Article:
The short story
Google have announced that it will no longer support the Nik Collection. In true David versus Goliath style, German photographer Sascha Rheker started an online petition on change.org. If you're a Nik Collection user, it's well worth one minute of your time to vote.
The long story
Even if you're only a halfway regular reader of this blog, you know I was and still am a big fan of the Nik Collection. In fact, a few of you reading this might use the Nik Collection because I recommended it to you.
In September 2012 - I cannot believe that's almost five years ago - Google acquired Nik. Not so much for the Nik Collection, but rather because Google had set their eyes on Snapseed, Nik's mobile app. By the way, if you're looking for an excellent mobile editor on your phone or tablet (iOS and Android), Snapseed is a killer app (iOS link here, Android link here). It's basically the mobile version of the Nik Collection and it's entirely free.
One of the few, if not the only problem with the Nik Collection when it was still owned, developed and maintained by Nik Software GmbH was that it was pricey: around $200 for a single plugin, $300 for the Lightroom-only bundle and a whopping $500 for the Lightroom and Photoshop enabled version of the bundle. So one of the first things Google did was limit the number of versions to only one: the Lightroom and Photoshop bundle and drop its price to $149. They must have sold a virtual truckload. But if you buy software, even if it's discounted, and if you start to build your workflow around it, it's only fair to expect the company you buy the software from to keep updating it.
And this is where things started to go progressively bad: when Google made the software totally free last year, this move was also interpreted by some as the beginning of the end.
And indeed, one year later, Google have discreetly put up a banner on their website saying the Nik Collection will no longer be supported. Now, we kind of had come to expect that there wouldn't be any new features, but now, the message clearly states that there won't be any OS compatibility updates either. You can still download it for free, and use it for as long as your particular OS and hardware will support it, but basically Google is saying not to bother them nor to expect solutions if problems arise.
On both my systems, the Collection is still working (I did have to manually copy over the Nik Collection folder from my Photoshop CC2015 Plugins folder to my CC2017 Plugins folder) but there are already reports of people where the Collection has stopped working.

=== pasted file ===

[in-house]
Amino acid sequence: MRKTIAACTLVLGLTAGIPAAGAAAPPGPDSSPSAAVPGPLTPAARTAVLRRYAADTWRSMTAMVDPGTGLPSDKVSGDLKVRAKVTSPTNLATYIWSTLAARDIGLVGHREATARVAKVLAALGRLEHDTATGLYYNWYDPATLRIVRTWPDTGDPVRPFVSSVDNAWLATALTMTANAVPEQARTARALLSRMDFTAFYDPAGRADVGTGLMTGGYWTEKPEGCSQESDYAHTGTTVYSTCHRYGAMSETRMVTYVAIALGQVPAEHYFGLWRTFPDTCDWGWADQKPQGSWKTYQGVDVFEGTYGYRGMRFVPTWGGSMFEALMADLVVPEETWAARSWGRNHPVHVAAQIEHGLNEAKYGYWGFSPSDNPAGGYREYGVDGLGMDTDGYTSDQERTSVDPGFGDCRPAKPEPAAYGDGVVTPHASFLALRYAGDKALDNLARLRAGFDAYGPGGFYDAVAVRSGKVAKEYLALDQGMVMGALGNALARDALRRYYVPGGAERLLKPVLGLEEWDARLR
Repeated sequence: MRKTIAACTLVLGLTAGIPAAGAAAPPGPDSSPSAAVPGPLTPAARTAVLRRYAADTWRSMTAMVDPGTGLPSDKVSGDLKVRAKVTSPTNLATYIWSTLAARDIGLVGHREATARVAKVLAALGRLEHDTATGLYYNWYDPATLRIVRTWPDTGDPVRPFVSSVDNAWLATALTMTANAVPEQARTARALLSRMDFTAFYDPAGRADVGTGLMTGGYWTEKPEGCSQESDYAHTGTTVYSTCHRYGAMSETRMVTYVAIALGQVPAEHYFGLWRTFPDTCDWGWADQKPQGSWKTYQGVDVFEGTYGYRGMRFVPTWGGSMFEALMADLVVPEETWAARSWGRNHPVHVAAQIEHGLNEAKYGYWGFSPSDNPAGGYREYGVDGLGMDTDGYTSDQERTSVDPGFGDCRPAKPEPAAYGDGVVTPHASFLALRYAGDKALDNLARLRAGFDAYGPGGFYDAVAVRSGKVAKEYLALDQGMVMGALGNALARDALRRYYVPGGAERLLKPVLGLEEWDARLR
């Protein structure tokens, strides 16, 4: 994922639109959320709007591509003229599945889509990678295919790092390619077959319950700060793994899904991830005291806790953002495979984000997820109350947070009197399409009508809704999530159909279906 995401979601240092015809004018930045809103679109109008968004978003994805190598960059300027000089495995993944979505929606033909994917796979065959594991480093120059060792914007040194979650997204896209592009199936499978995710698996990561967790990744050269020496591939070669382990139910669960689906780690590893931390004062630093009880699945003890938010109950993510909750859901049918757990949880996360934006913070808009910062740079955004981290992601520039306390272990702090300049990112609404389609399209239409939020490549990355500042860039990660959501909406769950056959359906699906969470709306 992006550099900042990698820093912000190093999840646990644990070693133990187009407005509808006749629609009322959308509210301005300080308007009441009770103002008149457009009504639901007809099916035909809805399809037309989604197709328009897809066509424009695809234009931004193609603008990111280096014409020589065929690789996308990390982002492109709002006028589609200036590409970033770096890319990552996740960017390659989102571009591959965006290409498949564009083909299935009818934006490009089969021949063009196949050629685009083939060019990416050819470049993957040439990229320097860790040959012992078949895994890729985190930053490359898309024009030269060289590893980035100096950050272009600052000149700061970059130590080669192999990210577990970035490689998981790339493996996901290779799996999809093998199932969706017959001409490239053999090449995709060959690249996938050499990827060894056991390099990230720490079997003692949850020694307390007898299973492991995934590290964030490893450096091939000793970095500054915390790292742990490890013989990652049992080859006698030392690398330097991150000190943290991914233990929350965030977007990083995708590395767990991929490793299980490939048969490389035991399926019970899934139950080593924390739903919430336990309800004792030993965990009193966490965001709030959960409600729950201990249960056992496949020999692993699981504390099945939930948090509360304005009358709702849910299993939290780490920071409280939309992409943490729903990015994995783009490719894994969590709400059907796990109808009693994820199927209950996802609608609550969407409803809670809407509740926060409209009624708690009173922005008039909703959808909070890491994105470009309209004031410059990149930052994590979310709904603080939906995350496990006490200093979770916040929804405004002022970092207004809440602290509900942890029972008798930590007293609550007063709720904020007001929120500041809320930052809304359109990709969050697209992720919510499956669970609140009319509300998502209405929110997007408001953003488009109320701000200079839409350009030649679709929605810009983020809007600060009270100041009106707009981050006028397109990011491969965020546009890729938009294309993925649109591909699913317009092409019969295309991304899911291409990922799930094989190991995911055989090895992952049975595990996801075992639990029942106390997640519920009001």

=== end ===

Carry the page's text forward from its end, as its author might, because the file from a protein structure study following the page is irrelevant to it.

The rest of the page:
What can you do?
I'm very much afraid that there is little we can do about this. The chances of Google turning this Open Source are very slim, because they still use an important part of the technology in Snapseed. The chances of them selling the patented tech to say Adobe, are slim, too... Personally, I don't need any new features - in fact I think that 8 year old Silver Efex Pro 2 is still miles ahead of any of the competing plug-ins - but I wouldn't mind paying for the software if at least compatibility updates would be guaranteed. Right now, there's little motivation to start or continue to use a piece of software if you know that any day you're using it might be the last. In fact, over the past years I noticed I have started using the Nik Collection (or any other plug-in for that matter) less and less, and try to do as much as possible in Lightroom. For my Black & White work, for example, I have created a set of Black & White Lightroom presets that I do 95 percent of my B&W work with, but for those cases where these presets fall short, I know that generally Silver Efex would have my back. And I hate to see that alternative go to waste.
Sign the petition!
German Photographer Sascha Rheker started an online petition on change.org. At the time I'm writing this, he has already reached over 10.000 virtual signatures, including mine. Now, personally, I'm rather sceptical about the petition's potential impact: 10.000 people probably don't even cause a blimp on the Google management's radar (unless they're wearing Google Glasses, maybe) but on the other hand, it's about the only thing any of us can do anyway (the only other solution being keeping a dedicated computer around for the Nik Collection and never updating it anymore). And there's still that story about David and Goliath, remember?
Other Nik-Collection related content
Now, for many of you, the Nik Collection isn't dead yet and it's still working as good as it did yesterday, So if you want to learn more about it (and if you happen to speak Dutch), last year, I created a 4 hour video course covering all of the Nik Collection plug-ins for my subscription-based Dutch training website www.photofactsacademy.nl. I also have a (Dutch) training video on Snapseed.
Below are a couple of shorter English tutorials and blog-posts that are Nik-related. I heartily recommend this one, where I show you how you can use Silver Efex Pro to enhance even your colour images. Hmm, might want to sign that petition after all, might you not?